A six-year corruption investigation into bribery schemes in multiple world football organizations ended Tuesday.
The US Department of Justice awarded $201 million to FIFA, international football’s governing body; CONCACAF, the confederation overseeing football in North and Central America along with the Caribbean countries; CONMEBOL, the governing confederation in South America, and other affected entities.
The DOJ determined the organizations had been victims of decades-long bribery schemes that have corrupted football and stunted the game’s development.
“I am delighted to see that money which was illegally siphoned out of football is now coming back to be used for its proper purposes, as it should have been in the first place,” said FIFA President Gianni Infantino. “The truth is that, thanks to (US Justice Department) intervention back in 2015, we have been able to fundamentally change FIFA from a toxic organisation at the time, to a highly esteemed and trusted global sports governing body.”
The probe resulted in charges levied against more than 50 people and corporations from more than 20 countries, the DOJ said. The charges are “primarily in connection with the offer and receipt of bribes and kickbacks paid by sports marketing companies to soccer officials in exchange for the media and marketing rights to various soccer tournaments and events,” the DOJ statement read.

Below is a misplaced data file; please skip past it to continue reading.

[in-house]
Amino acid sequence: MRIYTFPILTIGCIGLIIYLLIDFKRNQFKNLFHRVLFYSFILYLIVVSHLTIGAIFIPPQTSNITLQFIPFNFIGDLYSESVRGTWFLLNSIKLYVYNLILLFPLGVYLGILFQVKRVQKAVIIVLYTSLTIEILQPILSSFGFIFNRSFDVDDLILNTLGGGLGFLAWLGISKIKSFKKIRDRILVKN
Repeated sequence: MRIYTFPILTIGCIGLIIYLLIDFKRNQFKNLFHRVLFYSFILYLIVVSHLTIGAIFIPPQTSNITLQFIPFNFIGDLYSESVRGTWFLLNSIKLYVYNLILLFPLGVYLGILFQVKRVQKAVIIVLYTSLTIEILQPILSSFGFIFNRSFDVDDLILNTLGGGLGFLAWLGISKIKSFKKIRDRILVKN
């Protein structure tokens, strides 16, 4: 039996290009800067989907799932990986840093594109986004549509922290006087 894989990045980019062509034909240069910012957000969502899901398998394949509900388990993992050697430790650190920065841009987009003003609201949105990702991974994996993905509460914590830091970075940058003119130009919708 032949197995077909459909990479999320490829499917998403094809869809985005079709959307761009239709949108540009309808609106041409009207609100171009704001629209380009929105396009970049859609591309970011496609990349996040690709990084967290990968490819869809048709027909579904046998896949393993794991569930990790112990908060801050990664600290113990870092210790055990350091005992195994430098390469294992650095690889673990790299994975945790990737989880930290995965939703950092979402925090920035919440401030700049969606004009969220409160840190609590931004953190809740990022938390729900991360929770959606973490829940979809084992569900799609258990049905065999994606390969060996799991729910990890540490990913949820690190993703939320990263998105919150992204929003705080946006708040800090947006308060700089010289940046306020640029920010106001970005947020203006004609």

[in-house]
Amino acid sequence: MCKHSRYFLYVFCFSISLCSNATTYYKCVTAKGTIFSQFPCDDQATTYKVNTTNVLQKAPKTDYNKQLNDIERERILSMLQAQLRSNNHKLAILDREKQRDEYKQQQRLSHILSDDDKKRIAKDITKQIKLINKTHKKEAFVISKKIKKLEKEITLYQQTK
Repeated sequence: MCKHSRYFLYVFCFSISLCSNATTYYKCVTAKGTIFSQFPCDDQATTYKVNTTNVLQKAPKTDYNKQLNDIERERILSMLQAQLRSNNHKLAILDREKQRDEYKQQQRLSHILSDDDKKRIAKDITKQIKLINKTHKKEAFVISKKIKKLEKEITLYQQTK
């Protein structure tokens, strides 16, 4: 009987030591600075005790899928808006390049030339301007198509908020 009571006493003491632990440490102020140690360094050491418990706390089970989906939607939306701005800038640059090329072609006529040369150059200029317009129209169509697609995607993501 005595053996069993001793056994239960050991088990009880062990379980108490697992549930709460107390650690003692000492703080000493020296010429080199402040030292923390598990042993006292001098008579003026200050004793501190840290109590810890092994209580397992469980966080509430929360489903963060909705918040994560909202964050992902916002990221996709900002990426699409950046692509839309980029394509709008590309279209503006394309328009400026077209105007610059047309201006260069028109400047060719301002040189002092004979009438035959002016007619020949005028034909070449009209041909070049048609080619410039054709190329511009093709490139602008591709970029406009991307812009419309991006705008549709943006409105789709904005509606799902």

An indictment was initially unsealed in May 2015, the DOJ statement read, which charged 14 FIFA officials and sports marketing executives with racketeering, honest services wire fraud and money laundering offenses among others. An additional 16 FIFA officials were charged with similar crimes after an indictment was unsealed in December 2015, DOJ said.
“Four corporate entities have pleaded guilty and others, including banking institutions, have acknowledged their roles in criminal conduct through deferred prosecution or non-prosecution agreements,” the DOJ statement read, adding that the investigation is still ongoing.
FIFA, CONCACAF, and CONMEBOL will distribute funds from the $201 million reward into a newly created World Football Remission Fund, which will be established under the FIFA Foundation “that is focused on youth programs, community outreach and humanitarian needs,” DOJ said.
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